Built with red sand­stone, the spacious and splen­did city utilises ar­chi­tec­tural fea­tures from an­cient Per­sia, Is­lamic tra­di­tions, Cen­tral Asian No­mads and In­dia to ex­press re­spect for dif­fer­ent na­tional cul­tures. The city's lay­out and de­tailed de­sign re­flect Ak­bar's wis­dom, his strat­egy of gov­er­nance, his com­mit­ment to re­li­gious re­form and eth­nic in­te­gra­tion, and his great achieve­ments.

To­day, as one roams the city and ap­pre­ci­ates its lay­out, sculp­tures and ar­chi­tec­tural relics, it is pos­si­ble to feel the for­mer mag­nif­i­cence of the city and the charm of its cre­ator, Ak­bar the Great.

Taj Ma­hal

Stand­ing atop Agra Fort, one can see clearly the Taj Ma­hal. Built by the fifth Mughal em­peror Shah Ja­han, the Taj Ma­hal em­bod­ies the splen­did civil­i­sa­tion of In­dia, a great na­tion with a history of sev­eral thou­sand years. Shah Ja­han was the grand­son of Ak­bar who took to the throne after his fa­ther Ja­hangir ruled for two decades.

In 1631, Shah Ja­han's beloved wife Mum­taz Ma­hal died after a pro­longed labour (or pos­si­bly childbed fever) at the age of 39 while giv­ing birth to her four­teenth child. She had been ac­com­pa­ny­ing her hus­band while he was fight­ing a cam­paign in the Dec­can Plateau. After the death of his wife, the Shah was so grief-stricken that his hair turned white overnight and he re­fused to eat any­thing for eight days.

Born in Per­sia, Mum­taz Ma­hal was beau­ti­ful, clever and tal­ented. Dur­ing her 19 years in the palace, she wit­nessed many ups and downs in the Shah's life. The history books sug­gest that the love story be­tween Shah Ja­han and Mum­taz Ma­hal was un­par­al­leled amongst ei­ther roy­alty or the com­mon peo­ple. It is said that as Mum­taz Ma­hal lay on her deathbed, Shah Ja­han asked her if she had any wishes, and she replied: “Raise the chil­dren well and build me a beau­ti­ful tomb.” To ful­fil her wish, Shah Ja­han com­mis­sioned the tomb in 1632. He en­listed over 20,000 peo­ple from his em­pire, Cen­tral Asia and Per­sia, in­clud­ing struc­tural en­gi­neers, dome en­gi­neers, ma­sons, stone cut­ters, mo­saicists, sculp­tors, pain­ters and cal­lig­ra­phers. Con­struc­tion took place in a gar­den cov­er­ing an area of 17 hectares in Agra in the north of In­dia. The ma­te­ri­als used in its con­struc­tion in­cluded mar­ble from In­dia; pre­cious stones, crys­tals, jade and emer­alds from China; agates from Baghdad and Ye­men; gem­stones from Sri Lanka; and coral from the Arab world. Twenty-two years later, the splen­did Taj Ma­hal was fi­nally com­pleted.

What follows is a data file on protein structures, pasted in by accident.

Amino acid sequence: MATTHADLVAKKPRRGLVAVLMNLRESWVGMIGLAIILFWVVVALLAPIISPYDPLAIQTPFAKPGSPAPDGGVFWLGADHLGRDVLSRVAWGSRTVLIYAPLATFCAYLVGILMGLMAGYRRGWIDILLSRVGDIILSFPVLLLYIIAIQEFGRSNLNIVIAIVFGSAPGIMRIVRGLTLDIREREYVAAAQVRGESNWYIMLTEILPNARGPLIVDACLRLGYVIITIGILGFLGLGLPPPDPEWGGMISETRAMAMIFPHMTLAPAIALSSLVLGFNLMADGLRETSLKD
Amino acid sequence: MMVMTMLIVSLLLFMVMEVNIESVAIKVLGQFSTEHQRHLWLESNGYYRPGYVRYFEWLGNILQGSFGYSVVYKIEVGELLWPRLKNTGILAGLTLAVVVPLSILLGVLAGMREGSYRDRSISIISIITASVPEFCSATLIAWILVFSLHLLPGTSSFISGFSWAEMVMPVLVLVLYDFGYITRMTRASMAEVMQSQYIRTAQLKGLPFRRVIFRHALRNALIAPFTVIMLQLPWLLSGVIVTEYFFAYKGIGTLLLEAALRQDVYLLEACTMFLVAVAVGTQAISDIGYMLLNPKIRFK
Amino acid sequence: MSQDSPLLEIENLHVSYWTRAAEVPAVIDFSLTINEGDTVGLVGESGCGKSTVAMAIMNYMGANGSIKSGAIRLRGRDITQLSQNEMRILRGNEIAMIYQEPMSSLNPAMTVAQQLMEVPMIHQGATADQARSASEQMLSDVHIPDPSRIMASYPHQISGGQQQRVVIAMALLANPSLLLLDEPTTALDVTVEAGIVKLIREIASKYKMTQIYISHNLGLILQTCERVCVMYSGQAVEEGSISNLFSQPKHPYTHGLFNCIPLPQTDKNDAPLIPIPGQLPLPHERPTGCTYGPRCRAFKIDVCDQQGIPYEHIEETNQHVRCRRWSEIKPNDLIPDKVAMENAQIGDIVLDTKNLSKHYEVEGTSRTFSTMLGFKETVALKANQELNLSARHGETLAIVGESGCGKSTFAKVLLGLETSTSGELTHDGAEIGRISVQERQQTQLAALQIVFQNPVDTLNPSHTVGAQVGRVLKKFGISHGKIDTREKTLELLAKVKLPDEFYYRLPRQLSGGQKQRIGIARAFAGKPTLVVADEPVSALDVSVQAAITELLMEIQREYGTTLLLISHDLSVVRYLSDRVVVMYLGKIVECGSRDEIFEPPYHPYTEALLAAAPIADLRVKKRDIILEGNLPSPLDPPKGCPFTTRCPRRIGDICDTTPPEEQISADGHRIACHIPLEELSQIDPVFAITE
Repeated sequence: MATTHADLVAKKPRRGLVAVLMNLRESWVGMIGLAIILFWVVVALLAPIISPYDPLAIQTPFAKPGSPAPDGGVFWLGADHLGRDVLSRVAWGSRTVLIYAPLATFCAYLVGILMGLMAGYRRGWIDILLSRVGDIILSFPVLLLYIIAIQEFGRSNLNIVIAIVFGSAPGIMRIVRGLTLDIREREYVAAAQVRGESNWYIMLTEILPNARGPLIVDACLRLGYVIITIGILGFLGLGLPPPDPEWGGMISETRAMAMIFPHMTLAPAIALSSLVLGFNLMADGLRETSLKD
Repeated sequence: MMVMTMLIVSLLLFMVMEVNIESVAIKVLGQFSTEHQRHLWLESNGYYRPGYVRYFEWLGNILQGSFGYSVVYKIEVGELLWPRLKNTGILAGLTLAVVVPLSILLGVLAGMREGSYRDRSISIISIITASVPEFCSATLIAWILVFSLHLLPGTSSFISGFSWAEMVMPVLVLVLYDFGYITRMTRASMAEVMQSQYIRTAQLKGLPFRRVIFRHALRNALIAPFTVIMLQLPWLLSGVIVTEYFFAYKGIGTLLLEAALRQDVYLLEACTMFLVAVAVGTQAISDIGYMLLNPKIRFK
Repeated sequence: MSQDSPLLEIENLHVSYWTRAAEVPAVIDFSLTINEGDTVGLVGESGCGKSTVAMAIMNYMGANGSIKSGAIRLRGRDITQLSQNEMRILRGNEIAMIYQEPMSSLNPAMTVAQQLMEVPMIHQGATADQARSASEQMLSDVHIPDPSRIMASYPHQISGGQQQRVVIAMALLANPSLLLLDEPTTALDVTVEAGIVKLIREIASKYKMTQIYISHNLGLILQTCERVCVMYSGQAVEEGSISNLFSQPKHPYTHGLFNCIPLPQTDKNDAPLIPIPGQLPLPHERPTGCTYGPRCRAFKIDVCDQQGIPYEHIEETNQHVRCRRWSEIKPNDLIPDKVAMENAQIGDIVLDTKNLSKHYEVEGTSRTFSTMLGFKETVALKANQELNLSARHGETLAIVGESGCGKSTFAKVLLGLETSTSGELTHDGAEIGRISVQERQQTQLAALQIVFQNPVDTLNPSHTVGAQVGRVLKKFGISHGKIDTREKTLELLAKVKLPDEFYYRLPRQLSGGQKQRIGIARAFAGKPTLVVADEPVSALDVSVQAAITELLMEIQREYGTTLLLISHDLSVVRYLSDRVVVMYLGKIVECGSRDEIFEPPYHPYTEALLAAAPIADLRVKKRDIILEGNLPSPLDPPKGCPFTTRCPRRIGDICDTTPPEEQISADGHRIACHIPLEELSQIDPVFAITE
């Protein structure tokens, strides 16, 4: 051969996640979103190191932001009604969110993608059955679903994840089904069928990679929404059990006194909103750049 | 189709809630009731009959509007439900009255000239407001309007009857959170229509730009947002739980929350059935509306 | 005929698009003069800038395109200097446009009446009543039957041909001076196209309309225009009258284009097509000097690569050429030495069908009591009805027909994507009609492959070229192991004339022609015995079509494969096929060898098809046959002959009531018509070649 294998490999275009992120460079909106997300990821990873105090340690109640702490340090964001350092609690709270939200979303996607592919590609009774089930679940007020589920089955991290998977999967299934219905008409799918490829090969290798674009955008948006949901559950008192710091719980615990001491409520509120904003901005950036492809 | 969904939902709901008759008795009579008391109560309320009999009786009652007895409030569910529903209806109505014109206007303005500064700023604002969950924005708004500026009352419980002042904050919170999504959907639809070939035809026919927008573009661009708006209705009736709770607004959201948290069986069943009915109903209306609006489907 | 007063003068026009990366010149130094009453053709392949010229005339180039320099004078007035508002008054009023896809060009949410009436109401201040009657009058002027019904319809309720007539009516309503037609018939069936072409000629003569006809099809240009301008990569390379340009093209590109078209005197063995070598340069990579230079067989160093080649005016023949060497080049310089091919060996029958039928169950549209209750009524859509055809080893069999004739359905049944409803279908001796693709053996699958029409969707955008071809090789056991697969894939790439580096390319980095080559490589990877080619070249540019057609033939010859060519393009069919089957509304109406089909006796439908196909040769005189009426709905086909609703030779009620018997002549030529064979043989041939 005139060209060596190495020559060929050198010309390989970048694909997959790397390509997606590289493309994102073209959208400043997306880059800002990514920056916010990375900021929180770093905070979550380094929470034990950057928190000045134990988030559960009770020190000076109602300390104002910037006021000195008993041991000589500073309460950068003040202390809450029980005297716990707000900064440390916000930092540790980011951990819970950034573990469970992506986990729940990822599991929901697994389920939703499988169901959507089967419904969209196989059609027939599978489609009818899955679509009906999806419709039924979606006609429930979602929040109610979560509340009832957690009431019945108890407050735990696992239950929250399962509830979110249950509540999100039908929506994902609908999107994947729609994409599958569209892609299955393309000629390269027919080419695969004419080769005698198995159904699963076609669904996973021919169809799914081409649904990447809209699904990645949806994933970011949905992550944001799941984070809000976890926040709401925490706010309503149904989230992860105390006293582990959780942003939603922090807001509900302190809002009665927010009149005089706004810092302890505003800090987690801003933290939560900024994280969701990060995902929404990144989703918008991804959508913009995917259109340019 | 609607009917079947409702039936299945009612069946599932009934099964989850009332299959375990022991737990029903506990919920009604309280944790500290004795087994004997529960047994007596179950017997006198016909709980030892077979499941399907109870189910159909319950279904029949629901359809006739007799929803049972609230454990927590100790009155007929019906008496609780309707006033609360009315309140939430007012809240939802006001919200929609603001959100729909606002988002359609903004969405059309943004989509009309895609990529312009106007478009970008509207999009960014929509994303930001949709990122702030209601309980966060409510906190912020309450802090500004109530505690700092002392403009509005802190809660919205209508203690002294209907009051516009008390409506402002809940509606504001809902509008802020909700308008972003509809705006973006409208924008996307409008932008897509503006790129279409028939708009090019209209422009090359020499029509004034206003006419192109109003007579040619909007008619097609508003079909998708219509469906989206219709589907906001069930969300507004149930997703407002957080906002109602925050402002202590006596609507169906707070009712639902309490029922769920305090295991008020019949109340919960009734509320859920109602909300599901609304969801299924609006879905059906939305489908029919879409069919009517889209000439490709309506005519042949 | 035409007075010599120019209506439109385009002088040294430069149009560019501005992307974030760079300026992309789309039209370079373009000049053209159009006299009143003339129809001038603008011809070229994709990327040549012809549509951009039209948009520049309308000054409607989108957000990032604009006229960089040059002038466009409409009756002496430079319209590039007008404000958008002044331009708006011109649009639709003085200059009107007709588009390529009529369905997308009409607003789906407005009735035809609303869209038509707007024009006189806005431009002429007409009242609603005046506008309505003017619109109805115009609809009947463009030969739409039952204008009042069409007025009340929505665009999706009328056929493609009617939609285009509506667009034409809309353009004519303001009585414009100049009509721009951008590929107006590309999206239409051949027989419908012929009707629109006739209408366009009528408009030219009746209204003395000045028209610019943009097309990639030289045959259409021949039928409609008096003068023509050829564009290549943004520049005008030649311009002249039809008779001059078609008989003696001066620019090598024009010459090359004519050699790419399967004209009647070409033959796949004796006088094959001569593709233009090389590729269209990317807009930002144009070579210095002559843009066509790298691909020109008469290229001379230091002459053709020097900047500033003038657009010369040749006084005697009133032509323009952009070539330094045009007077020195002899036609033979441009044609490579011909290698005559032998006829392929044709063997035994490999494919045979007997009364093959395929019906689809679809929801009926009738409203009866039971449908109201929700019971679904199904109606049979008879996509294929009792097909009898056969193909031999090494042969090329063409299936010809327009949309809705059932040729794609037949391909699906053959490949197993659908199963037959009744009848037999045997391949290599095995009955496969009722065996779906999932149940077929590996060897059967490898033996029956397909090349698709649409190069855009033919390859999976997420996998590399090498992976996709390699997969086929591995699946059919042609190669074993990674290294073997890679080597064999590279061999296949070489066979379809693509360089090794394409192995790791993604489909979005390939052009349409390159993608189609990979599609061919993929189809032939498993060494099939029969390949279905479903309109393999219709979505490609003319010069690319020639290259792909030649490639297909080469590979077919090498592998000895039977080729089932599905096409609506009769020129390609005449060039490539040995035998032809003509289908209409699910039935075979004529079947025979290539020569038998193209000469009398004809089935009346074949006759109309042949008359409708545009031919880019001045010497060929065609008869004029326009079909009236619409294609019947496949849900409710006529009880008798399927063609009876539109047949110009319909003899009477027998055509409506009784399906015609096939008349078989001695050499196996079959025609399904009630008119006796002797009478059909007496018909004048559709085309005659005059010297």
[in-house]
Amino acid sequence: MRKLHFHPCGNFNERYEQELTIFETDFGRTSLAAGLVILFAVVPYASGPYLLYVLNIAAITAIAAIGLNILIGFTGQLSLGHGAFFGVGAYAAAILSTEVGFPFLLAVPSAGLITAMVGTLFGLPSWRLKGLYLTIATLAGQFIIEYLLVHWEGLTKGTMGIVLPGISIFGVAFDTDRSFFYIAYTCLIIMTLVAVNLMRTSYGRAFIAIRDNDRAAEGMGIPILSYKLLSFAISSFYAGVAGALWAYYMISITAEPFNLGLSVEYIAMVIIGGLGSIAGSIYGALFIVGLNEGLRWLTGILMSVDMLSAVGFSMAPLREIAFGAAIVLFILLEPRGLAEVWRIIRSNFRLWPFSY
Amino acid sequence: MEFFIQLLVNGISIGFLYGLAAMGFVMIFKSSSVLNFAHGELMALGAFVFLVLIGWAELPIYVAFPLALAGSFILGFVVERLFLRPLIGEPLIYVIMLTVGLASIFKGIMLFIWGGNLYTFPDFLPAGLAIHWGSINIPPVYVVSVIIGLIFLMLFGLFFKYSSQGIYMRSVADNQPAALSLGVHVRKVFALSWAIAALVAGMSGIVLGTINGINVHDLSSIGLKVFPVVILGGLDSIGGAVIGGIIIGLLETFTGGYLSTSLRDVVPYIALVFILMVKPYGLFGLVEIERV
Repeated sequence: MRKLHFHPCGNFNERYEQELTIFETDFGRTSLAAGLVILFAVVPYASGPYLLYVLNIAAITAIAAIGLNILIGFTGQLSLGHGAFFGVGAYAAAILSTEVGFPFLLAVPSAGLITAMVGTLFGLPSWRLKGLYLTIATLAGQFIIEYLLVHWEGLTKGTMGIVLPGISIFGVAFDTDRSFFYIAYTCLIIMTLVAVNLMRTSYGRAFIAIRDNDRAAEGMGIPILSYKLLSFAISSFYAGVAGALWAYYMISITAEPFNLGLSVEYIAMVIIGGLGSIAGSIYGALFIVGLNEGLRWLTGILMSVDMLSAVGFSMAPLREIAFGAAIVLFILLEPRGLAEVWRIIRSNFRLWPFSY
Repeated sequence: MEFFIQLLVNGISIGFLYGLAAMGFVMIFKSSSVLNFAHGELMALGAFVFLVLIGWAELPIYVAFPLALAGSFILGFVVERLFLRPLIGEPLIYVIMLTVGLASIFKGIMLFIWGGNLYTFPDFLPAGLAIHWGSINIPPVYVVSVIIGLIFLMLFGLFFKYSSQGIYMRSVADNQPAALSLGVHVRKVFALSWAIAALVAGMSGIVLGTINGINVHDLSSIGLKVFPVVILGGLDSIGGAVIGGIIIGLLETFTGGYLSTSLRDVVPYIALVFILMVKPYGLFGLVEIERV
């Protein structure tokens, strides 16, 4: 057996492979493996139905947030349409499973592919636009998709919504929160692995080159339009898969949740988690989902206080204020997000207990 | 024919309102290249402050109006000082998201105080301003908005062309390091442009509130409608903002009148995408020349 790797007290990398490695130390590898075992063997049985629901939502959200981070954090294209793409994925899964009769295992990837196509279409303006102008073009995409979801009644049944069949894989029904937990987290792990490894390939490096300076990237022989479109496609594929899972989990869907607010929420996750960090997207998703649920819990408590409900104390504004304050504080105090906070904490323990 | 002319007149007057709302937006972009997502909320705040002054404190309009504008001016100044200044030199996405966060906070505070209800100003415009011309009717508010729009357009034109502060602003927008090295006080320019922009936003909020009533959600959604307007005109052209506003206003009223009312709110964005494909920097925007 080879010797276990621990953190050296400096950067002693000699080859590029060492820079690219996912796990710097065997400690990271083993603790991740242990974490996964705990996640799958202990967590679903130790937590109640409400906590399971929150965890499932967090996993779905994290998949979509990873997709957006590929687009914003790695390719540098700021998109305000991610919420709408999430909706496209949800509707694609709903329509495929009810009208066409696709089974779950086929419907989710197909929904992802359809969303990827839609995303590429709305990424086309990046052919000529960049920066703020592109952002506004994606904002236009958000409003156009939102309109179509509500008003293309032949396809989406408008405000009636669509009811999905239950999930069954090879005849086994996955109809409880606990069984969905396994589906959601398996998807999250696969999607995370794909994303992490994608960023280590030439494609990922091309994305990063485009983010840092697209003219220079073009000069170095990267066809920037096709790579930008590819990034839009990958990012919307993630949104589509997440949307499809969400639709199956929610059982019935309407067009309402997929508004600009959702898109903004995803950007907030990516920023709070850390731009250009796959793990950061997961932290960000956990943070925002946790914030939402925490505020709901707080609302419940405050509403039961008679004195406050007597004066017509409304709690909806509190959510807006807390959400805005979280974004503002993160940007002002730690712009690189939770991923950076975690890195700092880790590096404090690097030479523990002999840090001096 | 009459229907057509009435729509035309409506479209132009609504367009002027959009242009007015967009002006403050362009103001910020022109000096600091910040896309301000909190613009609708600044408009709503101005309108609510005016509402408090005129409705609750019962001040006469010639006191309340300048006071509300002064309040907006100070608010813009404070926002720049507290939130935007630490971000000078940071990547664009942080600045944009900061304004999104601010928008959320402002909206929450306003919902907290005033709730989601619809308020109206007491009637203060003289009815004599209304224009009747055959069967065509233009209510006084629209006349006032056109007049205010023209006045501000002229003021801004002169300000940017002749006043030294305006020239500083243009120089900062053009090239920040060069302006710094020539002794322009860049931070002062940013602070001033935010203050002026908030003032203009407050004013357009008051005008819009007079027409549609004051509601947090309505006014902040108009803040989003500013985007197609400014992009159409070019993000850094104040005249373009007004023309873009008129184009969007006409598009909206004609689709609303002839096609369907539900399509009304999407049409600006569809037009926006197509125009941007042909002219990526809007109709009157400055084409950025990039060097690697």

The gi­ant white mar­ble mau­soleum is con­sid­ered a per­fect ex­am­ple of Indo-is­lamic ar­chi­tec­ture. In their list­ing of the build­ing as a World Her­itage Site, UNESCO stated: “Its recog­nised ar­chi­tec­tonic beauty has a rhyth­mic com­bi­na­tion of solids and voids, con­cave and con­vex and light shadow; such as arches and domes fur­ther in­creases the aes­thetic as­pect. The colour com­bi­na­tion of lush green scape, red­dish path­way and blue sky over it show­cases the mon­u­ment in ever chang­ing tints and moods. The re­lief work in mar­ble and in­lay with pre­cious and semi­precious stones make it a mon­u­ment apart.”

Records state that the Shah had orig­i­nally in­tended to build an­other iden­ti­cal mau­soleum in black mar­ble op­po­site the Taj Ma­hal. Con­nected by a half-white and half-black mar­ble bridge, the Shah could then sleep facing his beloved wife for­ever. How­ever, not long after the Taj Ma­hal was com­pleted, Shah Ja­han's son Au­rangzeb killed his broth­ers and usurped the throne, im­pris­on­ing Shah Ja­han in Agra Fort not far from the Taj Ma­hal. For the next eight years, Shah Ja­han could only glimpse a re­flec­tion of the Palace on the Ya­muna River through a small win­dow, un­til he fi­nally died of ill­ness.

More than 360 years have now passed, yet the Taj Ma­hal has re­mained as splen­did and grand as when it was first built. Ben­gali artist and poet Rabindranath Tagore (1861– 1941) wrote in a poem that the Taj Ma­hal was a “tear-drop glis­ten­ing spot­lessly bright on the cheek of time for­ever and ever.” The build­ing, which com­bines lo­cal In­dian, Cen­tral Asian and Per­sian styles, was built out of love which was ren­dered eter­nal by the mag­nif­i­cence of the build­ing.

The deep and pro­found In­dian civil­i­sa­tion has formed In­dia's unique and splen­did history as well as its mul­ti­fac­eted cul­ture. To­day, relics of the an­cient civil­i­sa­tion con­tinue to shine with great charm in this sa­cred land. In Agra Fort, the enor­mous red for­ti­fi­ca­tion stands dream­like amidst ele­phants, camels, wag­ons, bi­cy­cles, tri­cy­cles, trac­tors, trucks, buses, cars old and new, shabby houses, tow­er­ing build­ings and fancy, mod­ern ad­ver­tise­ments. It seems to be a sym­bol of the idea that mir­a­cles can hap­pen here.

The leg­endary and dream­like land of In­dia has be­stowed the world with ex­quis­ite ar­chi­tec­ture and bril­liant civil­i­sa­tion dur­ing each pe­riod of its history—from the an­cient Mau­rya Em­pire to the once-mighty Mughal Em­pire. For In­di­ans, the land is the source of their faith and power. Mean­while, those who jour­ney to this land for the first time can ap­pre­ci­ate the beauty of this an­cient and sto­ried coun­try.

Rani-ki-vav (the Queen's Step­well)

The Mughal Em­pire played a key role in the history of In­dia. It ini­ti­ated an era of po­lit­i­cal unity and so­cioe­co­nomic de­vel­op­ment on the In­dian sub­con­ti­nent, as well as a new stage in the splen­did In­dian civil­i­sa­tion. Un­der the reign of suc­ces­sive rulers, the Is­lamic and In­dian civil­i­sa­tions co-ex­isted and in­ter­acted, cre­at­ing mas­sive ma­te­rial and spir­i­tual wealth for In­dia as well as an en­dur­ing legacy for the world. Agra Fort is an ar­chi­tec­tural mar­vel in the history of the Mughal Em­pire. Hav­ing as­cended the throne at 14 years of age, Ak­bar de­signed the ma­jes­tic fort nine years later, and had it built to his own in­struc­tions in fewer than six years.